[otw_shortcode_dropcap label=”T” font=”Ultra” background_color_class=”otw-no-background” size=”large” border_color_class=”otw-no-border-color”][/otw_shortcode_dropcap]he race is on to find a vaccine for COVID-19. On Monday, researchers tested the first round of an experimental coronavirus vaccine at Kaiser Permanente Washington Research Institute in Seattle. Four healthy volunteers were given a first injection in the arm and will receive a second dose after a month. Anthony Fauci at the U.S. National Institute of Health said even if research goes well, “a vaccine would not be available for widespread use for 12 to 18 months.”
However, the positive note is that only “65 days have passed since Chinese scientists shred the virus’ genetic sequence and believes that’s “a record for developing a vaccine to test.”
The vaccine itself does not contain the virus so participants will not get infected. Code-named mRNA-1273, this particular vaccine was developed by Moderna Inc., a Massachusetts biotechnology company, alongside the National Institute of Health (NIH). The Associated Press reports that this is “not the only potential vaccine in the pipeline. Dozens of research groups around the world are racing to create a vaccine.”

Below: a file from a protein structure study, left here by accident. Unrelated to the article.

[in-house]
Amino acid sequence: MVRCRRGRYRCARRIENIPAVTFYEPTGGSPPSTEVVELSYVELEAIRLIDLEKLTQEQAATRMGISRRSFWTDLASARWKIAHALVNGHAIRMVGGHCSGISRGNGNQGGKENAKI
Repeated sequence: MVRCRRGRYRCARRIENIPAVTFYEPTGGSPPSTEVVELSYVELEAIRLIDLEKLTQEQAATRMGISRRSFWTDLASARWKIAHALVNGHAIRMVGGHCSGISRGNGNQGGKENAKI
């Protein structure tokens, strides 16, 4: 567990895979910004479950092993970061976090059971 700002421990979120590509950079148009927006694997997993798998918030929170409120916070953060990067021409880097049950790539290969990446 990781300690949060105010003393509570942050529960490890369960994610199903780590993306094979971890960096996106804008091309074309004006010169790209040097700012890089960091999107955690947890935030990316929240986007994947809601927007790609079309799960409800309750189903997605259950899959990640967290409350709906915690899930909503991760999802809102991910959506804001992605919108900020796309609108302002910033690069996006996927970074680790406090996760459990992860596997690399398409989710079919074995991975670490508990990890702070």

Kaiser Permanente study leader Dr. Lisa Jackson said her team’s mood is “subdued” as they have been working tirelessly to create the vaccine. However, scientists do believe this “first-in-humans study” is a momentous occasion. Jackson told the Associated Press despite her team’s fatigue and focus, “going from not even knowing that this virus was out there…to have any vaccine’ in testing in about two months is unprecedented.”
Vaccine testing will ultimately be tried in 45 volunteers and “some of the study’s carefully chosen healthy volunteers, ages 18 to 55, will get higher dosages than others to test how strong the inoculations should be.” During the experiment, blood samples will be taken to identify the effects on the immune system. “We don’t know whether this vaccine will induce an immune response or whether it will be safe. That’s why we’re doing a trial” said Jackson. “It’s not at the stage where it would be possible or prudent to give it to the general population” she added. Nonetheless, the fast-acting scientists have accomplished quite a feat.